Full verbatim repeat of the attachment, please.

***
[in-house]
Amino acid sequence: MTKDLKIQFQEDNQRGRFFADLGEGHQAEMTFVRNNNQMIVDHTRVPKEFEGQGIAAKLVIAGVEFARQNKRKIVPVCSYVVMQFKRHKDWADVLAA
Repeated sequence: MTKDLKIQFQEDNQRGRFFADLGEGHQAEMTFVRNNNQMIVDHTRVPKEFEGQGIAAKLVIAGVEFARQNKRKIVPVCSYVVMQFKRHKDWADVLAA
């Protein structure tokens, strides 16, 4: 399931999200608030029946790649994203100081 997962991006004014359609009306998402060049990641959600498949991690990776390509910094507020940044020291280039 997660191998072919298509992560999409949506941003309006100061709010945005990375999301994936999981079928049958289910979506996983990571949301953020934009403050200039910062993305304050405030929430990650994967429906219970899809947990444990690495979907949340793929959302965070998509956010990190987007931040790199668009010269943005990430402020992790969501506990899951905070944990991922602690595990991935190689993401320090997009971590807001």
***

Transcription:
[in-house]
Amino acid sequence: MTKDLKIQFQEDNQRGRFFADLGEGHQAEMTFVRNNNQMIVDHTRVPKEFEGQGIAAKLVIAGVEFARQNKRKIVPVCSYVVMQFKRHKDWADVLAA
Repeated sequence: MTKDLKIQFQEDNQRGRFFADLGEGHQAEMTFVRNNNQMIVDHTRVPKEFEGQGIAAKLVIAGVEFARQNKRKIVPVCSYVVMQFKRHKDWADVLAA
């Protein structure tokens, strides 16, 4: 399931999200608030029946790649994203100081 997962991006004014359609009306998402060049990641959600498949991690990776390509910094507020940044020291280039 997660191998072919298509992560999409949506941003309006100061709010945005990375999301994936999981079928049958289910979506996983990571949301953020934009403050200039910062993305304050405030929430990650994967429906219970899809947990444990690495979907949340793929959302965070998509956010990190987007931040790199668009010269943005990430402020992790969501506990899951905070944990991922602690595990991935190689993401320090997009971590807001």